Many things in life are easier when done together. Whether it’s education, economic development, everyday chores or even emergency response, when you have more hands and more help, the work is more efficiently executed and more effectively implemented.
It takes a village to lighten the load and leverage our power. And we need that village now more than ever before. Why now? So that everyone in Vermont can be connected to reliable communications infrastructure. Right now, one-quarter of Vermonters have no access to high-speed internet and too many places in my Rutland County home have no cell service and no internet. That’s unacceptable. It’s leading to an urban-rural digital divide, and it’s allowing one-half of Vermonters to survive and thrive in this new remote reality, while the other half struggles to get basic bandwidth and stay connected.
Now, we could fix that problem, but it’ll take multiple villages, not just one.
If we band together, we can send the message to communications providers — of high-speed internet and cell service, for example — that there’s demand in Vermont for better infrastructure. If we band together, we have more negotiating power and more leverage with the potential businesses that could bring us all fiber, which is significantly faster than cable or dial-up and would give us the most reliable communications infrastructure possible.
If we band together, we all win.
Six towns in and around the Rutland region have done this. They’ve banded together. The towns of Brandon, Chittenden, Goshen, Hubbardton, Pittsford and Sudbury have all joined together to form what’s called a Communications Union District, or a CUD. And they proudly named it after one of Vermont’s prized natural resources, the Otter Creek. We need more CUD towns if we want to improve our internet and cell service for the entire county. We need everyone on board if we want this to happen.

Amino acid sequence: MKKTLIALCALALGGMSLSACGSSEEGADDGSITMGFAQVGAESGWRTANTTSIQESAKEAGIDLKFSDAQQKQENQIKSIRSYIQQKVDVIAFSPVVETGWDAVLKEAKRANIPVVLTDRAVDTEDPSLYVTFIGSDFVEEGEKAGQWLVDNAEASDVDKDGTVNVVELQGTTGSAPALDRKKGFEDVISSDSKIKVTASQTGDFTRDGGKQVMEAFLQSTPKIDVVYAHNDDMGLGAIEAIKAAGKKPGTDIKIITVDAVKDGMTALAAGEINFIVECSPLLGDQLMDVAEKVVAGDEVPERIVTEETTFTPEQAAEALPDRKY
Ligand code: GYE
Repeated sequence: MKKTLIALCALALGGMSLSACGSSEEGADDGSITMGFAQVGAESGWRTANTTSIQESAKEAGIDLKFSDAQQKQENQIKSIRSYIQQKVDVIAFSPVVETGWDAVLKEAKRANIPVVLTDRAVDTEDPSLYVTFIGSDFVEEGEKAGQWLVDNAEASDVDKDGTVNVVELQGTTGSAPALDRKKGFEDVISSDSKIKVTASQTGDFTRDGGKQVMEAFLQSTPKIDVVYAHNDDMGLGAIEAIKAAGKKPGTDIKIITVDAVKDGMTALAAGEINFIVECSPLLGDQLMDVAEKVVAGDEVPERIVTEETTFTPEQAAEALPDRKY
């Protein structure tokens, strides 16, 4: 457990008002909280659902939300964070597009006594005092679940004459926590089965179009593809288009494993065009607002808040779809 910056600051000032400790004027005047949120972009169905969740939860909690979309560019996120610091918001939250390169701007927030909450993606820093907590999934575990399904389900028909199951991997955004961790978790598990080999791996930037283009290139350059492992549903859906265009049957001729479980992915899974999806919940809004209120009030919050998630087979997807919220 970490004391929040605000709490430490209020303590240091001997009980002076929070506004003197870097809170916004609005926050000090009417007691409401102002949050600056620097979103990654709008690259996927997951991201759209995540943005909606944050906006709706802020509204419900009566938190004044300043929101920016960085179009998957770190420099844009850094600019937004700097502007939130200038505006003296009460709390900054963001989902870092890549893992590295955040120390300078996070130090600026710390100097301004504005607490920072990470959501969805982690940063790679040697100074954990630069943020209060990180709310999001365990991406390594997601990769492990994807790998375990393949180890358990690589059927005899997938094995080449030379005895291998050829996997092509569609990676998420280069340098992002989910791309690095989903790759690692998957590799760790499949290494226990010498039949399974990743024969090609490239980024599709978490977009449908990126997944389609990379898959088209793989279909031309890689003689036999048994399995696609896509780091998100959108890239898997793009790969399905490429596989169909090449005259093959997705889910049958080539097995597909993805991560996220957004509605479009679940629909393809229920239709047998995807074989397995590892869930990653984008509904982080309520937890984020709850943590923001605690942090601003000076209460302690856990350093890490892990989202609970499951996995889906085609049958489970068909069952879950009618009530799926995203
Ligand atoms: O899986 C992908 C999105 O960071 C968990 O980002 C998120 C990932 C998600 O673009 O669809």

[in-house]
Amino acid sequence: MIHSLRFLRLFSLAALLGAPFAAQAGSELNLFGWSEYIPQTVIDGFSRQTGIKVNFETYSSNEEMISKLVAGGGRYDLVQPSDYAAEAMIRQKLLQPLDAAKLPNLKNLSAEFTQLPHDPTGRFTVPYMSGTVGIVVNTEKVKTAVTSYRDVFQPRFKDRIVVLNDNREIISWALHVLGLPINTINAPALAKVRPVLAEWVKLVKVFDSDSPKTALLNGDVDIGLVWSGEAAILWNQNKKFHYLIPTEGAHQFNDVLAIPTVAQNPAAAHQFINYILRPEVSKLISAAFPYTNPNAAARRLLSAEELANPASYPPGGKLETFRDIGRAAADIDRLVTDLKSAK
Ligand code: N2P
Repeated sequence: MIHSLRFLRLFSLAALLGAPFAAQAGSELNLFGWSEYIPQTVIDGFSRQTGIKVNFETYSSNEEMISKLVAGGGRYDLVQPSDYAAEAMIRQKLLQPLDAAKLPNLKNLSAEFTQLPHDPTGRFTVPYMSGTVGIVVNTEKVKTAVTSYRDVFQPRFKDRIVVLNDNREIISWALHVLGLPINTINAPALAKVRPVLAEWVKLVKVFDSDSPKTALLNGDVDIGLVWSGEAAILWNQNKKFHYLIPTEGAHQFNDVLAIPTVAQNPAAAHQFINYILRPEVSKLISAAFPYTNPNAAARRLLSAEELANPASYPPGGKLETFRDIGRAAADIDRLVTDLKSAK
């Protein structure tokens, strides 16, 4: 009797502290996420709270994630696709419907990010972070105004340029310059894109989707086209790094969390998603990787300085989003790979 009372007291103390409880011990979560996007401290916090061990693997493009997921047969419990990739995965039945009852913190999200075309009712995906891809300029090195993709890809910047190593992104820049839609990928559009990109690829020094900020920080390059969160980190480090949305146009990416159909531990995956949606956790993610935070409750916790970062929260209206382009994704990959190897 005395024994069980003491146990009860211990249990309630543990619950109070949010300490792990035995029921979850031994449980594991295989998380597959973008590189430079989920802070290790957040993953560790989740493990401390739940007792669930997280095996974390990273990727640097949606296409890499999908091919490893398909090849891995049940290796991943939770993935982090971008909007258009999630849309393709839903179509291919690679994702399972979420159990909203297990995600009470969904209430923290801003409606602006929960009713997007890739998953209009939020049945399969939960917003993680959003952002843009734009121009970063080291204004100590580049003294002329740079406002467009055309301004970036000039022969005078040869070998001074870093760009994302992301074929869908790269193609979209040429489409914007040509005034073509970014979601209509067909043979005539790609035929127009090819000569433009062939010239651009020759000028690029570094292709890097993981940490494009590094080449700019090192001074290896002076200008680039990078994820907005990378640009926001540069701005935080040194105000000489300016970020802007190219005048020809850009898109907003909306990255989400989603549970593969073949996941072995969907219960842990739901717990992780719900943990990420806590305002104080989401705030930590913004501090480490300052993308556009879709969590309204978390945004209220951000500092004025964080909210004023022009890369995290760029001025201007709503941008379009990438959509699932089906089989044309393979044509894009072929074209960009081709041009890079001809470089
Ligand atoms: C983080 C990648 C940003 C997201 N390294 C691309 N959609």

While a “communications union district” is not a household name or concept, think of it like a solid waste district, or a water or sewer district, or an emergency medical service district. There’s a reason why towns come together on joint initiatives like this because they’re often ill-equipped or under-resourced to handle it on their own. You band together to aggregate demand. You band together to access federal funding. And you band together to design a system more efficiently. All of this, consequently, benefits the entire region.
The benefits of doing this are clear: Better communications infrastructure not only increases the safety of our communities and the necessary infrastructure for telemedicine, it opens up many more educational and economic development opportunities.
First, and most importantly, it improves security and peace of mind while traveling throughout Vermont, and critically supports our first responders and emergency personnel, as there are too many places currently where a stranded car and stranded driver could be life threatening in the dead of winter or the heart of a hurricane.
Second, and equally importantly, it gives all of our residents potentially life-saving access to telemedicine and a secure mobile connection to their health care provider, which is increasingly critical during the age of COVID-19.
Third, it ensures remote learning requirements mid-pandemic are reaching and serving everyone, as there are too many students right now struggling with assignments and focus, given poor internet speeds.
Fourth, it ensures remote work and new business and investment opportunities are possible, as there is too much disruption and weak WiFi right now to support the kind of video streaming, Zoom calls and data bandwidth that’s required for today’s workforce.
Fifth, and finally, a well-connected Vermont says to the region and the country that we’re ready for the next tech revolution. There will be one soon. Technology is constantly changing. If we’re still in dial-up mode, however, we’ll miss out mightily and be quickly left behind. Our economy can’t afford that.
So let’s band together.
Imagine if we had 25 towns and cities in and around Rutland County sitting at the negotiating table with companies wanting to bring in or scale up their communications infrastructure there. Imagine if tens of thousands of Rutland County residents were sitting at that table, too, demanding better service.
This is in our hands. Let’s band together and demand better broadband for all of Vermont. The time is now.
Michael Shank is vice-chairman of Rutland Regional Planning Commission and chairman of Brandon Planning Commission.